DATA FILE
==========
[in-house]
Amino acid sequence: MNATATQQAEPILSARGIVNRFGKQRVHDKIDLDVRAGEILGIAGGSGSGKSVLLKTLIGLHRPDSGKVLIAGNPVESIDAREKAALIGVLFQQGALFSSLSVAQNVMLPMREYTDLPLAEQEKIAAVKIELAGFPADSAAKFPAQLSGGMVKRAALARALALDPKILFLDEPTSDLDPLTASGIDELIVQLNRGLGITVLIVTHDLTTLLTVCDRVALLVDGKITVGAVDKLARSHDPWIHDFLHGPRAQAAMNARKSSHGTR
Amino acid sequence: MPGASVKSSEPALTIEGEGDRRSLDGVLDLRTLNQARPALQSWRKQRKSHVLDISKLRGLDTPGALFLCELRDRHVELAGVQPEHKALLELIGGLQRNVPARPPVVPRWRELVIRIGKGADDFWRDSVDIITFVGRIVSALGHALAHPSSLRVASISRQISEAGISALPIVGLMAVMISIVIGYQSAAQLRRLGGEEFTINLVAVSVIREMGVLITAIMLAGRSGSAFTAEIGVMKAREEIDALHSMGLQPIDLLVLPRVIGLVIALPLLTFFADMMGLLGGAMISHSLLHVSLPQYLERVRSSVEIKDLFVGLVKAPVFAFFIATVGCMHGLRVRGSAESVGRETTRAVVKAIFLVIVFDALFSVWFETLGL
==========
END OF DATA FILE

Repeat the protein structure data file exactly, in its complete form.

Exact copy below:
[in-house]
Amino acid sequence: MNATATQQAEPILSARGIVNRFGKQRVHDKIDLDVRAGEILGIAGGSGSGKSVLLKTLIGLHRPDSGKVLIAGNPVESIDAREKAALIGVLFQQGALFSSLSVAQNVMLPMREYTDLPLAEQEKIAAVKIELAGFPADSAAKFPAQLSGGMVKRAALARALALDPKILFLDEPTSDLDPLTASGIDELIVQLNRGLGITVLIVTHDLTTLLTVCDRVALLVDGKITVGAVDKLARSHDPWIHDFLHGPRAQAAMNARKSSHGTR
Amino acid sequence: MPGASVKSSEPALTIEGEGDRRSLDGVLDLRTLNQARPALQSWRKQRKSHVLDISKLRGLDTPGALFLCELRDRHVELAGVQPEHKALLELIGGLQRNVPARPPVVPRWRELVIRIGKGADDFWRDSVDIITFVGRIVSALGHALAHPSSLRVASISRQISEAGISALPIVGLMAVMISIVIGYQSAAQLRRLGGEEFTINLVAVSVIREMGVLITAIMLAGRSGSAFTAEIGVMKAREEIDALHSMGLQPIDLLVLPRVIGLVIALPLLTFFADMMGLLGGAMISHSLLHVSLPQYLERVRSSVEIKDLFVGLVKAPVFAFFIATVGCMHGLRVRGSAESVGRETTRAVVKAIFLVIVFDALFSVWFETLGL